Thursday, 26 July 2012

How do white male actors feel about an all-black production of Julius Caesar in African accents?

We all know that the typical BNP member isn't much  interested in Shakespeare.

As for their public school boy of a leader Nick Griffin, he is probably too busy working for his EU paymasters to think about non-EU domestic matters to express the probable views of white male actors being marginalised at the expense of black male actors in this latest production of Julius Caesar no less.

An all-black production of Julius Caesar in African accents.  Is this a deliberate affront to white male actors?  Are they too stupid and frightened to complain because they fear their women too much?

Will it be any good?

Will I get a free ticket so I can review it on Press Night with Kevin Myers who wrote

One of Ruth Dudley Edwards' Facebook friends, Deirdre Nelson, enthused:

"The recent Julius Caesar with an all black cast was an amazing production! I thoroughly enjoyed it and Mark Antony was superb and delivered the speech brilliantly."

I am happy to keep an open mind  about these things, but I imagine that white male actors who have been told that the Black and White Minstrel Show is racist, may feel that their noses have been put out of joint.

I only say these things because I am keen to show white British men that I am more zealous of protecting their interests than Nick Griffin ever would be, despite the fact that I have been expelled from the BNP last year for saying what I said at

Is Nick Griffin really interested in promoting the interests of the white race when he is so studiously reluctant to discuss feminism and eugenics or even defend the free speech of his activists?  Or is he more interested in using the BNP as his little cash cow while taking no risks at all on the behalves of those whose interests he claims to represent?

Is this a job for the EU-bankrolled Nick Griffin, or is fighting feminism a job that only a female and a foreigner such as I can do?

What do you think, my dear White Male Reader?


Anonymous said...

To be honest, I think it would be quite interesting to see a Shakespeare play done by an all-black cast.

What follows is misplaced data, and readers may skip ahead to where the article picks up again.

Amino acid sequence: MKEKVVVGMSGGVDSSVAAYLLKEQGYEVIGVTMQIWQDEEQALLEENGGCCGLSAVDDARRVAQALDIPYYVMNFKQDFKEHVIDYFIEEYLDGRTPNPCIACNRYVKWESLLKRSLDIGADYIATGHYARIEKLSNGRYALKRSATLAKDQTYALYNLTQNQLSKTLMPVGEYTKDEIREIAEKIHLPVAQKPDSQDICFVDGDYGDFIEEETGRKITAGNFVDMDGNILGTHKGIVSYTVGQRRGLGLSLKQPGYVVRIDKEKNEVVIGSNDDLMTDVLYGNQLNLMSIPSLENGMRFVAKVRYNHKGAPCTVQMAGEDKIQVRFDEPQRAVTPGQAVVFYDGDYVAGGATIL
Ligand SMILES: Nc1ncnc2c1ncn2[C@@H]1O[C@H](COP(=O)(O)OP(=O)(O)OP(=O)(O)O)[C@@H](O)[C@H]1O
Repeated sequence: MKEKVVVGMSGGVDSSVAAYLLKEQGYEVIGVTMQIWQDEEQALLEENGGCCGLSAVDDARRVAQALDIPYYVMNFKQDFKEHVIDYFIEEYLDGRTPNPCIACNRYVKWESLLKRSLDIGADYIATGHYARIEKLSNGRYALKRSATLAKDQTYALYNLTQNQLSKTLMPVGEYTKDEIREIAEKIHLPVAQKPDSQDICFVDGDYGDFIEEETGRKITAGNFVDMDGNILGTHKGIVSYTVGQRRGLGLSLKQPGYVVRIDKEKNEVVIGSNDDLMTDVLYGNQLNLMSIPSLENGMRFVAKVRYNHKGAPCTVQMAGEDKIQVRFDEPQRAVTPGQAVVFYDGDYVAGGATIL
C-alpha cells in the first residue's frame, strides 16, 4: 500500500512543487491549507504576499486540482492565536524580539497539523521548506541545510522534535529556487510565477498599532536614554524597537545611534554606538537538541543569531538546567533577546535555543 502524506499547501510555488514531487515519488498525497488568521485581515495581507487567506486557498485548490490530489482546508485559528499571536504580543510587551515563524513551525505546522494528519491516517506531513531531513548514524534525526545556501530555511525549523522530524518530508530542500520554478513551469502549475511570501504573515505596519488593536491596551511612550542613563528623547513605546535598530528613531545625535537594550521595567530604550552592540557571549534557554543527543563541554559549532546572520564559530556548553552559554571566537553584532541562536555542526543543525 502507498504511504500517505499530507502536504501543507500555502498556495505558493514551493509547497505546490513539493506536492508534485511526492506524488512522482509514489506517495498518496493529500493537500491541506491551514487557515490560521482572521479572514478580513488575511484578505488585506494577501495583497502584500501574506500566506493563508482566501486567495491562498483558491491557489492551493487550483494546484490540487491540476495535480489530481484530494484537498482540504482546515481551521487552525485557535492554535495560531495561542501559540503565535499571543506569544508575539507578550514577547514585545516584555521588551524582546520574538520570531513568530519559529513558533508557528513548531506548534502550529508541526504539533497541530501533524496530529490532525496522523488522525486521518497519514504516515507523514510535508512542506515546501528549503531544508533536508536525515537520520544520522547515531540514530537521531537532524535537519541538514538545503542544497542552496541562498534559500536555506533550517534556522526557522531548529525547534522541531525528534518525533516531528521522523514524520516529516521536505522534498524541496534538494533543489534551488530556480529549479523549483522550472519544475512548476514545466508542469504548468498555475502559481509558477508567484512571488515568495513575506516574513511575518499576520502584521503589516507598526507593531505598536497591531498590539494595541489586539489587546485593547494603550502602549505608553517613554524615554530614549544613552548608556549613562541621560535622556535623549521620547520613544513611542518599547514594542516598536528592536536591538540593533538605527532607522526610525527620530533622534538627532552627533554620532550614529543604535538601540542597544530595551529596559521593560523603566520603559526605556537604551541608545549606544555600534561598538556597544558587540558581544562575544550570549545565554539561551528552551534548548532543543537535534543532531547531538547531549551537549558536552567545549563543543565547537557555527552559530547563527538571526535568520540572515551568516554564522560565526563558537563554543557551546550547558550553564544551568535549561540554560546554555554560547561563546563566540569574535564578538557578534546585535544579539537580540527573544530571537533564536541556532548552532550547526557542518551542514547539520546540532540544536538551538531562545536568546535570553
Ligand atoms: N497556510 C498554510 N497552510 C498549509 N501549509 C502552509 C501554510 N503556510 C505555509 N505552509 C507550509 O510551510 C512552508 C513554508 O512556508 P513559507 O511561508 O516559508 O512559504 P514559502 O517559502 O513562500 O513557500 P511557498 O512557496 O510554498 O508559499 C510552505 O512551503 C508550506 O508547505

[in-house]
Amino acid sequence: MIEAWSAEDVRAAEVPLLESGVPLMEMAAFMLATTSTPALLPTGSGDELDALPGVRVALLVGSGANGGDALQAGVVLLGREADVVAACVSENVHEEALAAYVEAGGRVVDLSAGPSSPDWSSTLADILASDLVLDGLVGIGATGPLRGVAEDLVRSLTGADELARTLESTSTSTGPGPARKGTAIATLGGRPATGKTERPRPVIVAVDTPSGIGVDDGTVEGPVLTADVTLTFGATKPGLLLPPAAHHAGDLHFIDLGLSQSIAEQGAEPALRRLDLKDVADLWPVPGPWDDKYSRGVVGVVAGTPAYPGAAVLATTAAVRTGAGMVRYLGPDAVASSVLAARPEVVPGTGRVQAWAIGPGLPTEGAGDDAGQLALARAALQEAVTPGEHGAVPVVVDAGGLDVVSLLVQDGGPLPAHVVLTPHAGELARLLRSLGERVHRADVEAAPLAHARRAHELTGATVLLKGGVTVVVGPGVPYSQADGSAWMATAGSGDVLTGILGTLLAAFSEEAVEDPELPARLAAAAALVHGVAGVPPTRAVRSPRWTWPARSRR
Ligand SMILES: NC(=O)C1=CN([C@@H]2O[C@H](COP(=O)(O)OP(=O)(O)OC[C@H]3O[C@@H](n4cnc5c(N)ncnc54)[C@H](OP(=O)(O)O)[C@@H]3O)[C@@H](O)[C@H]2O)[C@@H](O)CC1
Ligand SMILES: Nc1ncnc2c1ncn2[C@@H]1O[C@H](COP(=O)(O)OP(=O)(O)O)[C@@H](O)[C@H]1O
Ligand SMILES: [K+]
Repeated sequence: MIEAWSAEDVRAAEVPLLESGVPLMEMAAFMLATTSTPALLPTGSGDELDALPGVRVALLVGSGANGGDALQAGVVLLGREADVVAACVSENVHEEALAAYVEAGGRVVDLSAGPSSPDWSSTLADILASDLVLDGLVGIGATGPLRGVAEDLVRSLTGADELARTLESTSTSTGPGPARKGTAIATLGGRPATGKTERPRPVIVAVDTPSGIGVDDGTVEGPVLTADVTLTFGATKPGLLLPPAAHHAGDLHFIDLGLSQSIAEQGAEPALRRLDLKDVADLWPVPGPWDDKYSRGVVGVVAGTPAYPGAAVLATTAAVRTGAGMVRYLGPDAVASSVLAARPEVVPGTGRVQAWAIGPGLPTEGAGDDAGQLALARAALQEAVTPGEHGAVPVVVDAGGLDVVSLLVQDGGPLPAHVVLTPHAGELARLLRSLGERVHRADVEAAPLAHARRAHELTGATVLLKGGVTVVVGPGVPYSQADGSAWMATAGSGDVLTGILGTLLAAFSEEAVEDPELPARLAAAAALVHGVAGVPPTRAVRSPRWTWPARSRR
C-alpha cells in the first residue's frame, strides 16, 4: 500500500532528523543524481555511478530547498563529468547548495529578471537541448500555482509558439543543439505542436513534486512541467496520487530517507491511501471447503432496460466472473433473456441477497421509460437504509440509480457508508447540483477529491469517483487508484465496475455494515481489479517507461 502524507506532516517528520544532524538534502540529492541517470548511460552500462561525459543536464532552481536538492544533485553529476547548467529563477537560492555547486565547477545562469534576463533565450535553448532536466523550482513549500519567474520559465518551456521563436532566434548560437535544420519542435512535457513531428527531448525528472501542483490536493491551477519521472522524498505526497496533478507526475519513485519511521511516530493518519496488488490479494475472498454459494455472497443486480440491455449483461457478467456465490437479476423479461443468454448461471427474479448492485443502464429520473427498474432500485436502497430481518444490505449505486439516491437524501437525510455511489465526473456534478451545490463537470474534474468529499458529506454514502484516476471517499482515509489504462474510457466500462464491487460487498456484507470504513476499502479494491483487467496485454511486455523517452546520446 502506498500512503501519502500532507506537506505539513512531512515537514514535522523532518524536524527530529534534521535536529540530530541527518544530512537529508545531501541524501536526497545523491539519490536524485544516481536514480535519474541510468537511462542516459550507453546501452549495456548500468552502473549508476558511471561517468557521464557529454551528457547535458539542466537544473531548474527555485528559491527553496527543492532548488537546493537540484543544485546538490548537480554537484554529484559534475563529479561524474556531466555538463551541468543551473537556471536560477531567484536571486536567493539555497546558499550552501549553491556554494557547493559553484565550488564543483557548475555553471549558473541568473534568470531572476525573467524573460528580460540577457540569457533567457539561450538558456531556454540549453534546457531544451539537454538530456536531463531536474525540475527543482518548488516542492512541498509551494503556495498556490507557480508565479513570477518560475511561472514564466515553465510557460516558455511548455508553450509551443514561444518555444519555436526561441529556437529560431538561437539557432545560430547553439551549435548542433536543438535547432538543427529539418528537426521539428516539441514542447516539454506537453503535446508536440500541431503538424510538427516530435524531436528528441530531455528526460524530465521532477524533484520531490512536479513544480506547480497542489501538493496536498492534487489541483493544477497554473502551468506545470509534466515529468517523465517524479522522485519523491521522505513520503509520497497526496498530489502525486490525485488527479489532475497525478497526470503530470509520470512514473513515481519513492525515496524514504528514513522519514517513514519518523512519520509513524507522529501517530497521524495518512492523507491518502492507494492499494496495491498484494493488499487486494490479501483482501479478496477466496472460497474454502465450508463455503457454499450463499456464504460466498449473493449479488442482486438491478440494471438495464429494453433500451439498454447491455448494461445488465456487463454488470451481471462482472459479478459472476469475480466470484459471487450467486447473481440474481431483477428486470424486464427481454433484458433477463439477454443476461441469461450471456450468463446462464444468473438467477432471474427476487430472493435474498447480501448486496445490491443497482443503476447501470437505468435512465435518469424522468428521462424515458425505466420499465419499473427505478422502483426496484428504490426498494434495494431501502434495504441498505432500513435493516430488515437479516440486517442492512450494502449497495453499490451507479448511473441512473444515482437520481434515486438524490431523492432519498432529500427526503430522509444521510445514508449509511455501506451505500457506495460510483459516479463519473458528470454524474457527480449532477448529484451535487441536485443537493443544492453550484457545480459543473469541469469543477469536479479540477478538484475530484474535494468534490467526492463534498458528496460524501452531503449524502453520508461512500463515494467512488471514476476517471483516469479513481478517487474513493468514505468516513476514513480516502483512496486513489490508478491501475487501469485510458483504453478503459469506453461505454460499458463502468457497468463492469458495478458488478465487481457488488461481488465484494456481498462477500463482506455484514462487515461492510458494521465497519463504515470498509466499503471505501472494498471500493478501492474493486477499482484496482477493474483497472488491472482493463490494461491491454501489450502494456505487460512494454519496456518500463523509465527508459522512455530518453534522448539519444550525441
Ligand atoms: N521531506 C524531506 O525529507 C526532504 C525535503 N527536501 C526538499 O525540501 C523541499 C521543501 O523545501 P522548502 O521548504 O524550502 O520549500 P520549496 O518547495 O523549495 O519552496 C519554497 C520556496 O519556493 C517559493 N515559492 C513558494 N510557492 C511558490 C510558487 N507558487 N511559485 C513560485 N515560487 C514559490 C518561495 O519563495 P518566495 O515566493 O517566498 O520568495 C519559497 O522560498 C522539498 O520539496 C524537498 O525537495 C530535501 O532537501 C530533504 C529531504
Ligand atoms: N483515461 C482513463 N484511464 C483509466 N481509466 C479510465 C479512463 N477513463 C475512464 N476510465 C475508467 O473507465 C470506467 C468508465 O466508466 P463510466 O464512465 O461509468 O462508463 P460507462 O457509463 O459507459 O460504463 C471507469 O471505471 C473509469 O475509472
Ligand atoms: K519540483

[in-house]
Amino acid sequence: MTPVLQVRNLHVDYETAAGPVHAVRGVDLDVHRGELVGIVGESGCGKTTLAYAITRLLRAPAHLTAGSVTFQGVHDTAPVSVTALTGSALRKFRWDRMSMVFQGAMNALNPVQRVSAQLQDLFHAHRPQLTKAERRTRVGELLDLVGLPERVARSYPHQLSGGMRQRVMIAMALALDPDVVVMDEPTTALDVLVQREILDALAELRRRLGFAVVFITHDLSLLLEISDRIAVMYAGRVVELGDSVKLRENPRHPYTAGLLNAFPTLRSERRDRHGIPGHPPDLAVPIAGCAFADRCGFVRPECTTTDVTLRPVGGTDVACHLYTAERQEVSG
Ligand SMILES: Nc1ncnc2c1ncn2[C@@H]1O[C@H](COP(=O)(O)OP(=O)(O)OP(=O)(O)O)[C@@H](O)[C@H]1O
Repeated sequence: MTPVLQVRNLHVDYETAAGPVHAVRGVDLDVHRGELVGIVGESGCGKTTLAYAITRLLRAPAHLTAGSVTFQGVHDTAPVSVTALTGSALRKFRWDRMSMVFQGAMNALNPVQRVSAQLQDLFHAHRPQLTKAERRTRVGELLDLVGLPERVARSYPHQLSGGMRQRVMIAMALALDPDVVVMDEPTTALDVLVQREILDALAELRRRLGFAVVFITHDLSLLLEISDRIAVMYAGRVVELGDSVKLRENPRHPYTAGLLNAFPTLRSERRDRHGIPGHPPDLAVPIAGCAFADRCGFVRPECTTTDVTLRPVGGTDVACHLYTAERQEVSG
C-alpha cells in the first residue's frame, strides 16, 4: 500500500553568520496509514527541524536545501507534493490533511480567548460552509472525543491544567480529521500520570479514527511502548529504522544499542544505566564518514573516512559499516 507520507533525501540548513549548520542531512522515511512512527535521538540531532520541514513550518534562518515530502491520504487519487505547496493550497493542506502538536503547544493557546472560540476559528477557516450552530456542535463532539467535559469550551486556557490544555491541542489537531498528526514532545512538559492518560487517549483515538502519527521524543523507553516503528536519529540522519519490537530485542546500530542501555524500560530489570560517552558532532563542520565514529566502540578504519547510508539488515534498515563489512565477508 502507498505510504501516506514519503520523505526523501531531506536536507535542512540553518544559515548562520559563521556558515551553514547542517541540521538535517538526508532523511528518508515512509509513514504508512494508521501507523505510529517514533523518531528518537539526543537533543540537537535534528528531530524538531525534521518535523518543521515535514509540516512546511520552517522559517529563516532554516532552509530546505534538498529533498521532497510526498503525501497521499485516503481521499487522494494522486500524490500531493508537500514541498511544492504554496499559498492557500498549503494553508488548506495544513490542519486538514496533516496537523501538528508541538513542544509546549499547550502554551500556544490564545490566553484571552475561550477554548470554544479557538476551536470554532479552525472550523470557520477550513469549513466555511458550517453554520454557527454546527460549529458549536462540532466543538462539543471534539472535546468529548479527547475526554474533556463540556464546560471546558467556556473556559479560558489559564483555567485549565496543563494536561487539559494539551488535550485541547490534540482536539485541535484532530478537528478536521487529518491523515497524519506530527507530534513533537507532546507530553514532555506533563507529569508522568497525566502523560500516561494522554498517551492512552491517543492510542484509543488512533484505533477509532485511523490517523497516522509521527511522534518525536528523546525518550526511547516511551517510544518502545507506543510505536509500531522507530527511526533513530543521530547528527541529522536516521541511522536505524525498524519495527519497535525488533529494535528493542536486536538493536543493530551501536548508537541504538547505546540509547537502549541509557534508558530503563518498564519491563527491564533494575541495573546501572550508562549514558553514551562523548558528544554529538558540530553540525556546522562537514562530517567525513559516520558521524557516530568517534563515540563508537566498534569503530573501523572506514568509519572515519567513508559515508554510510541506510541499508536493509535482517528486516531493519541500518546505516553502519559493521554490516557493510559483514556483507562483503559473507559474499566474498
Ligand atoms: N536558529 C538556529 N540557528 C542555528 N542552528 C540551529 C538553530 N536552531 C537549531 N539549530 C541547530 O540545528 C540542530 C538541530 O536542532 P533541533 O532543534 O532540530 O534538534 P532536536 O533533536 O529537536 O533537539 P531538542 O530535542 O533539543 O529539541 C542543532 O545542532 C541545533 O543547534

Some Shakespeare featured blacks anyway, e.g. Othello.

Claire Khaw said...

I too would like to see it and am hoping to be able to review it on Press Night!

Anonymous said...

I won't be going to see it though. I live in Aberdeen which is quite far from the rest of mainstream "Britain". It isn't even mainstream Scotland, because 80% of Scotland's population lives in the central belt.

Do you ever fancy black men, Claire?

And whilst I'm taking this opportunity to ask awkward questions... how old are you?

I'm gonna take a guess and say that I think you were probably born in the 1970s. I can't be any more specific than that.

Claire Khaw said...

I am not immune to masculine charms of any race.

Whenever men ask me how old I am I always feel they are sizing me up for something that I feel sure is improper and possibly immoral that involves extramarital sex, and I will have none of this!

Please be aware that my heart belongs to Lord Mandelson, even if he is currently showing no signs of wanting to make me his Lady Mandelson.

I know my value and will settle for nothing less.

If he wants to become prominent in politics again he will have no choice but to flirt with me.

Anonymous said...

I thought Peter Mandelson was gay.

I also thought that you were gonna say something like "men asking women their age is a sign of a debased, feminist culture - you don't ask a lady her age, it's rude".

Claire Khaw said...

Peter Mandelson is indeed gay, which makes him perfect for me because otherwise I would be sexually harassed constantly, which will be distracting.

It is of course a political alliance that I desire and require.

I believe that we will both give each other's political careers range and depth.